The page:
NEW YORK (TheStreet) -- This past week is further proof that there is never a dull moment in the markets. While value investing may at times seem as exciting as watching paint dry, or grass grow; I'm never bored. There's plenty happening on the Street in any given week that holds my attention, or leaves me shaking my head in disbelief.
Research in Motion
, which had just about descended into
, reported a better than expected quarter, on both the revenue and earnings front, sending shares up nearly 20% in after-hours trading.
That's the thing about companies trading below net current asset value; it's often such a depressed valuation that any good or unexpected news is like rocket fuel for the stock price.
Based on new balance sheet data, and assuming yesterday's late-day share price rise, RIMM would trade at about 1.35 times net current asset value. Cash and short-term investments rose from $1.94 billion last quarter, to $2.065 billion.
The plot thickens for Research in Motion as the market declares that the company's presumed death may have been premature.
On to the ridiculous, in my view anyway. Thursday
announced functionality that will allow users to purchase gifts for friends. I don't know, maybe this will help with ad revenue, and put some bounce back in the company's step, but I certainly won't be participating.
I still do think that Facebook shares are over-priced, and can't justify the current $43 billion plus market cap. We'll see how the "gift" application strategy works; it would not be surprising to see a short-term bump in share price, but the jury remains out as to whether Facebook users will begin to use the site as an on-line retailer.
In one of the more interesting developments involving underfollowed small caps, shares of Blyth (BTH)
, which direct markets a plethora of home goods, gourmet foods, and nutritional products, has had a very rough week.
On Wednesday, shares fell more than 21% after the company announced that its ViSalus subsidiary, which provides weight loss products, and nutritional supplements, was withdrawing its IPO. Blyth shares suffered primarily because the IPO was going to provide cash for a special dividend to be paid to Blyth shareholders.
ViSalus has been an engine of growth for Blyth; the company's other primary businesses don't do well in difficult economic conditions, so the ViSalus IPO would have weakened the company. But the cancellation certainly was not popular with shareholders.
Still, the company is interesting from a fundamental perspective, having ended last quarter with $206 million or nearly $12 per share in cash and short-term investments, and $100 million in debt.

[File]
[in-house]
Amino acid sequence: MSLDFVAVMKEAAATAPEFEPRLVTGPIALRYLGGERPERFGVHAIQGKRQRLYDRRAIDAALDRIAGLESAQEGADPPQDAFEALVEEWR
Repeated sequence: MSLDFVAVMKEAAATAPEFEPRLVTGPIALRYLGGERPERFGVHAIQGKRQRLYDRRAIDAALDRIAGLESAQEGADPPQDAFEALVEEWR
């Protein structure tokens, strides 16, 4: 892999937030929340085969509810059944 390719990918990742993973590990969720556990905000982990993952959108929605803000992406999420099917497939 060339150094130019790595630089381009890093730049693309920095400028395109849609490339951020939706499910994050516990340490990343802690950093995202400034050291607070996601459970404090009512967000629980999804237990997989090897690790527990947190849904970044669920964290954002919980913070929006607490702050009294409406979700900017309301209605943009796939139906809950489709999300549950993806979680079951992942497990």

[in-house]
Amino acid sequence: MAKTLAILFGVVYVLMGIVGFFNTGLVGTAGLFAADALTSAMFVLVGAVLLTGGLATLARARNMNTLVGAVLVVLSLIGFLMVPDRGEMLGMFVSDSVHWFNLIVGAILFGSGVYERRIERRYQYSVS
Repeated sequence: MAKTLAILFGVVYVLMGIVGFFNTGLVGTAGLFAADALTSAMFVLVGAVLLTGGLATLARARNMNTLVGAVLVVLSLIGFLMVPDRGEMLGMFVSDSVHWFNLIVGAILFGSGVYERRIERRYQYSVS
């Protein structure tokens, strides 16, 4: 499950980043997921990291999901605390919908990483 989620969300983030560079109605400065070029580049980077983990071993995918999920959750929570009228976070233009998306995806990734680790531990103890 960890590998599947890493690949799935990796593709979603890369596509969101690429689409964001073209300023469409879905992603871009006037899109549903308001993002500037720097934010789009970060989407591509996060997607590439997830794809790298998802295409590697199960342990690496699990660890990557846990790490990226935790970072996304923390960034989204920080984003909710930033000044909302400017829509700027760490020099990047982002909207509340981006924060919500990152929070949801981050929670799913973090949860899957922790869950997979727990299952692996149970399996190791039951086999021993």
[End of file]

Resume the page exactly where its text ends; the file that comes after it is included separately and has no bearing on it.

I've followed this name on and off for years, it currently garners no analyst coverage, and the stock has been volatile in recent years.
It took Wednesday's drubbing to get me to commit to a small position; following the "buy it when everyone else is selling it" mantra that can be a blessing or a curse to the value investor.
The company recently hiked its semi-annual dividend to 10 cents. Perhaps it's also time to consider buying back some shares as well.
And finally, more IPO news this week in the restaurant space, which has been very active
in that regard this past year.
Dave & Buster's set its IPO price range at between $12 and $14 per share. This I not the first time to the dance for D&B; they were publicly traded between 1997 and 2006, before being taken private.
Can't wait for next week!
This article is commentary by an independent contributor, separate from TheStreet's regular news coverage.
At the time of publication, Heller was long BTH.
Jonathan Heller, CFA, is president of KEJ Financial Advisors, his fee-only financial planning company. Jon spent 17 years at Bloomberg Financial Markets in various roles, from 1989 until 2005. He ran Bloomberg's Equity Fundamental Research Department from 1994 until 1998, when he assumed responsibility for Bloomberg's Equity Data Research Department. In 2001, he joined Bloomberg's Publishing group as senior markets editor and writer for Bloomberg Personal Finance Magazine, and an associate editor and contributor for Bloomberg Markets Magazine. In 2005, he joined SEI Investments as director of investment communications within SEI's Investment Management Unit.
Jon is also the founder of the
, a site dedicated to deep-value investing. He has an undergraduate degree from Grove City College and an MBA from Rider University, where he has also served on the adjunct faculty; he is also a CFA charter holder.